The 5E model is a framework for breaking down the full user experience with a product or service. These models help us move beyond simple engagement moments to understand why and how users enter into an experience and what they carry forward with them at the end.
What is an experience map or journey map?
An experience map or customer journey map is a model of how people experience a product, service, or environment. Like a good highway map, it organizes and abstracts complex reality to focus on what is important. Many people and businesses use experience maps. For instance, website designers routinely model the experiences they hope to create for their site’s users.
Experience maps can be simple or complex, diagrammatic or photo-intensive. At their core, they are all structured stories, with beginnings, middles, and ends; often featuring characters and common plot twists.
The most useful experience maps are:
- A larger process broken down into manageable parts and phases.
- Photo- or video-documented extensively. This permits teams to have rich, grounded conversations about the experience. It also helps teams share the experience with others.
- Told from the point of view of the person having the experience, often referred to as the customer or end user.
- Collaborative, emerging from conversations among a team with multiple points of view. The best teams include both those with intimate knowledge of the experience as well as those who bring a fresh perspective.
ENTICE - The reasons that we choose to participate in an experience. They foster anticipation and set expectations. Why do people enter into an experience, what do they think it will be like?
Enticement might look like: advertising or promotions, signage, menus on windows, smells and sensory cues, apps, word of mouth, memory or craving
ENTER - marks a beginning. They provide guidance and orientation to the experience. Where does the experience really start? How do you get oriented when something is new and unfamiliar? How do you know what to do next?
Entrances look like: entryways, signage and orientation cues, greetings, directions, lines and waiting, menus, promotions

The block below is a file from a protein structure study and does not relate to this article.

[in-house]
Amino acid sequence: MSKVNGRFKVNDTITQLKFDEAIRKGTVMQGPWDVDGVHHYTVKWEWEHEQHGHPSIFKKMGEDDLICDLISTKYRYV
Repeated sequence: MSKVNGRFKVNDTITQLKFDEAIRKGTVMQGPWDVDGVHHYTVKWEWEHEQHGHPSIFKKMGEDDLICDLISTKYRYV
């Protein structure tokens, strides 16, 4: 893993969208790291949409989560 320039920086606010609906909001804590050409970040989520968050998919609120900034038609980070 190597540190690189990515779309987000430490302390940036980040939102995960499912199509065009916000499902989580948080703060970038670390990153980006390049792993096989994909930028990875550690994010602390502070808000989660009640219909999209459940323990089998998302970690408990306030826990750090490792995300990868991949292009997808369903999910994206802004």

ENGAGE - a set of activities rooted in environments and interactions. What kinds of things are you doing as a part of this experience? What kind of interaction is it–with what or whom are you interacting? What are the artifacts and tools used? Are there any steps within?
Engage looks like: reading menu, making a choice or progress on a decision, engaging with others, interacting with a product or service, transacting or purchasing
EXIT - are the transition out of the immediate environment or interaction. When is an experience over? How does the interaction end?
Exit looks like: packing up, cleaning up, orienting towards an exit, finishing a task or experience, farewells, physically leaving a space or experience
EXTEND - maintain a connection with an experience after it is complete. The best extensions are memories and impressions that live on beyond the immediate experience. What part of the experience lives on? What do you take with you once an experience has ended?
Extend looks like: photographs, memorabilia, cravings, memories, loyalty programs, customer service perceptions, sharing stories or recommendations to friends and family
This framework is a starting point and scaffolding for modeling any experience.
As you build out your journey maps, make sure to:
- Look for “bright spots.” Where does the experience really seem to be working for people? At what points do they seem to be having a great time? Where do the things and spaces provided seem to meet their needs particularly well?
- Look for “hot spots.” Where does the experience break down? When are people frustrated? Are they missing things they need? Where are they forced to “work around” the systems and processes in place? When do they look uncomfortable?
- Look for gaps. At which stages of the experience are there few resources offered to customers? Where are transitions poorly handled or simply ignored?